Communities are overhyped and here’s why.

Balanced Humanity
Published in
8 min readMay 1

Friendships matter more than communities. Remember those people we used to call friends? When your friends are not coworkers, but people who you enjoy spending your free time with, sharing your emotional states, going on a hike with… Those are the humans that build us up, hold us when we feel down, care for us sometimes more than family members do.

I believe the notion of friendships disappeared with the events of 2020. Friends suddenly became unavailable, new temporary online friends emerged, coworkers sort of became our friends… which was not so cool. It’s 2023 and I notice that we forgot the true value of friendships and focus too much on communities we are part of, not knowing what it really means besides just a group of people you tend to associate yourself with.

In the web3 space and the rising trend of the network states everyone is taking about the importance of community building, that every product should start with community, yet not many have real friends and very few know how to build lasting relationships with each other. With the clip thinking and lowest than ever attention span we cannot even remember what it feels like to really have a fiend and be with someone unconditionally, simply because you’re sharing a bond of a real friendship, a kind of an unspoken commitment to show up for each other no matter what. Be there for each other. This is long gone. Communities replaced friendships, while individuals join communities because of their… work. That’s true! People join communities because it’s their job: to be in the knowing of what’s going on in different communities to collect data and bring that data back to their own team, to benefit their organization. Quite disgusting.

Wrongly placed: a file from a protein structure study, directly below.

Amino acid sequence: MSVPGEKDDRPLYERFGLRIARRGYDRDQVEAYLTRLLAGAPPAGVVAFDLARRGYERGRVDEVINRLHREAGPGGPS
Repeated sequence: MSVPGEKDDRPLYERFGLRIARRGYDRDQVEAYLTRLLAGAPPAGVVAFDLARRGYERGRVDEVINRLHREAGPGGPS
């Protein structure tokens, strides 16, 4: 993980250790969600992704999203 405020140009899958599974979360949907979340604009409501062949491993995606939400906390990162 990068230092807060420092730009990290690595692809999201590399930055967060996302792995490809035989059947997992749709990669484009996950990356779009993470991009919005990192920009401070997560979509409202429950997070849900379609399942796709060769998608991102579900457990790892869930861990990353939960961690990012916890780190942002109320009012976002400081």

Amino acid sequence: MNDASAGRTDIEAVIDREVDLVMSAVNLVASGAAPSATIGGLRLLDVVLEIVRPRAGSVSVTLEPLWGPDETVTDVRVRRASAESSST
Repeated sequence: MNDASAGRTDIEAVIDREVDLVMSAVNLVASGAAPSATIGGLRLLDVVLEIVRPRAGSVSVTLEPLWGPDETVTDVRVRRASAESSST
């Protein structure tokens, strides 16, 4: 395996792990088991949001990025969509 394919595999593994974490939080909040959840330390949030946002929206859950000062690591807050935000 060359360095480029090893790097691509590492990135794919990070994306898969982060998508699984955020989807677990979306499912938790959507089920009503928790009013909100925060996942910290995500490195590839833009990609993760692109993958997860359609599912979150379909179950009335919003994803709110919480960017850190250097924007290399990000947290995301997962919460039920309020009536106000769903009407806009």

Community has become a curse word. Everyone kinds of secretly hates this word by now. It is an over-used consumerism-driven notion that associates with the price tag of the product you’re offering. And if you’ve lost your community over time — your organization basically lost the status and is no longer seen as valuable to the crowd once interested in what you’re building. And trust me, they most likely won’t be up to coming back to you when you improve your comms or create a better product, you will stay a think of a past to them. People are cruel.